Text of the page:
High school students have to study. (I’m using “study” to mean all the academic work that has to be done outside of class: reading, homework, working on a project, preparing for a test…all the stuff.) There’s lots of advice out there about different techniques of studying. How to take notes. How to read quickly but effectively. How to review before a test. But I don’t like to recommend certain study techniques. Different techniques work for different people; what works great for me may be disastrous for you. It takes trial and error.
What I’m more concerned with are the routines and habits behind those techniques, the background. I’m much more interested in recommending the culture of studying. And the more I think about the culture of studying, the more I realize students should think about studying the same way they think about bathing.
Studying, it turns out, is a lot like showering.
If you wait until you absolutely need to and the people around you can tell, then you’ve waited too long. Don’t wait until there’s a crisis to take a shower; don’t wait until there’s a crisis to study. Don’t wait until the last minute to shower; don’t wait until the last minute to study. Don’t go so long without showering that adults tell you there’s a problem and you need to shower; don’t go so long without studying that adults tell you there’s a problem and you need to study. Be pro-active. Do it before you know you need to. Because, after all, you know you’re going to need to do it.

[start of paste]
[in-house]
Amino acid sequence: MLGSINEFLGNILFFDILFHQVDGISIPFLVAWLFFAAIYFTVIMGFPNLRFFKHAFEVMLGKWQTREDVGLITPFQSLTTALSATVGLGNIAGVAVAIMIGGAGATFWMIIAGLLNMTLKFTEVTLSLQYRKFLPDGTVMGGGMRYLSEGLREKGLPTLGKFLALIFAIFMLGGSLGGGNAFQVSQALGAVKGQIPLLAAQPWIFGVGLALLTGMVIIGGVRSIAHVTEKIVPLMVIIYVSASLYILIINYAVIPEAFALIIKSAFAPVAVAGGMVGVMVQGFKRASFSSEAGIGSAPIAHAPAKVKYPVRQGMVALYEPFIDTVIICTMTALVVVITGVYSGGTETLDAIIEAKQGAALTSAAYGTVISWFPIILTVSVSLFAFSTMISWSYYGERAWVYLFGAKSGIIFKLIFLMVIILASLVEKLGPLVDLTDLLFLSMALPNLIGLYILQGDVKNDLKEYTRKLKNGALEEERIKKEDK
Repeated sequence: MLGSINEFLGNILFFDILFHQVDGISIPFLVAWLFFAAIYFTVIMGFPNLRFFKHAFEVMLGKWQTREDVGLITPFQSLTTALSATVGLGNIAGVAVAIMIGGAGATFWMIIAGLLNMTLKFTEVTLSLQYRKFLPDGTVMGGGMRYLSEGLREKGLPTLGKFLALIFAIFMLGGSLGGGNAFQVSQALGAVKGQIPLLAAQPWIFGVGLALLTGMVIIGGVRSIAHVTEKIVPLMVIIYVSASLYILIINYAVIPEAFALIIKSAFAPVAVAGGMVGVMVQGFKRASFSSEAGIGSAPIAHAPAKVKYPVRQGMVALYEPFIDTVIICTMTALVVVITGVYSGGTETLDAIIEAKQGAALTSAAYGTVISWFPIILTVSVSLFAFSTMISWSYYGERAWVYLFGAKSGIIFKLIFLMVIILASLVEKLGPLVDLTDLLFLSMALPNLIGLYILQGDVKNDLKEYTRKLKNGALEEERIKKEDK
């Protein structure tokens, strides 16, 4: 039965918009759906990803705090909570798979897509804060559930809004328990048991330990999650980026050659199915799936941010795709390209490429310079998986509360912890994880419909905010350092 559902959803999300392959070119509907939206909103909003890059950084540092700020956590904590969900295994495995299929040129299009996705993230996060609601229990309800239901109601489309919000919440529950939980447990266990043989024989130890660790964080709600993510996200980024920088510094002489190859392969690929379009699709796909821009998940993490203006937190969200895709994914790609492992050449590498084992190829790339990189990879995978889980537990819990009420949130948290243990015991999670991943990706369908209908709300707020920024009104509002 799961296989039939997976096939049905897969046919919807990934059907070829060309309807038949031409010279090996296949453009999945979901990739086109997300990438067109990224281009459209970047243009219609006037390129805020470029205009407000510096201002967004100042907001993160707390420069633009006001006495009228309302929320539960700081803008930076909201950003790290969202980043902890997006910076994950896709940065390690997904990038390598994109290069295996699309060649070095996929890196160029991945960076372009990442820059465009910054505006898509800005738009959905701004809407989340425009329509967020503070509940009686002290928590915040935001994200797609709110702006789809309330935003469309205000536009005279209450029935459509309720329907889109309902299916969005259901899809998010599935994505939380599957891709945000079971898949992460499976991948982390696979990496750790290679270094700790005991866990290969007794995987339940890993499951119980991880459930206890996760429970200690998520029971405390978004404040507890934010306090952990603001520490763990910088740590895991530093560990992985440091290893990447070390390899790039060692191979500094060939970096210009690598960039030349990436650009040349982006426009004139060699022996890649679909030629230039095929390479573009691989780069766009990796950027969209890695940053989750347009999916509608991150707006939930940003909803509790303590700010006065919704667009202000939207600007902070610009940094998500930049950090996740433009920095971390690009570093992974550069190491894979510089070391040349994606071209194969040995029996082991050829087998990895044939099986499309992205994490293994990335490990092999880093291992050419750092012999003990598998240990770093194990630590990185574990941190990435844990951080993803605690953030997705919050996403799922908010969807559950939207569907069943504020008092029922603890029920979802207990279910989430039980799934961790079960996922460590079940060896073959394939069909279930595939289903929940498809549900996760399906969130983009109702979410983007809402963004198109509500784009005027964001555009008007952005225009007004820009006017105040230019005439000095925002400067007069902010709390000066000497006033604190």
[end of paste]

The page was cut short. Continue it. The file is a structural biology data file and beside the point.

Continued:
People who think they don’t need to are fooling themselves. Studying, like showering, isn’t always a reaction. You’re not always responding to an urgent need. You also do it out of habit, to make sure that a strong need doesn’t actually arise. Some people may give themselves a little sniff every day and think they don’t need to bather—they’re fine. But what happens is they don’t notice the slowly-but-surely increase in their funkiness until it’s too late. Studying works the same way. To “get by fine without studying” is only “getting by” in the short term. When the time comes for real study—later in high school, in college, or in the working world—you won’t know how to do it best, and you’ll be at a disadvantage.
Daily is best. For cleaning yourself. For studying. Maybe not a long, extravagant shower each day. Or a long, intense study session. But still, daily.
There are only a few places you should do it. Sure, you can study just about anywhere. And you know what? You can clean yourself anywhere, too. You can say to yourself “I don’t really have time to shower. So I’m just going to wash my face real quick here at home. Then, when I have some time at school, I’ll use the bathroom sink to wash up a little more. And there’s a water fountain between the school exit and the bus, so I can maybe wash a little more there.” But that would be ridiculous. And gross. Studying is the same. Sure, you can squeeze in a little bit here and there throughout your day. But you should have one or two designated study areas, preferably one at home and one at school. They should be places you visit regularly, because you study regularly. And they should be places you don’t use for anything but studying. Train your brain that when you get to your study space, you get in the study frame of mind. Don’t leave your brain wondering if it’s study time or not. This is why you should especially avoid studying in your bed.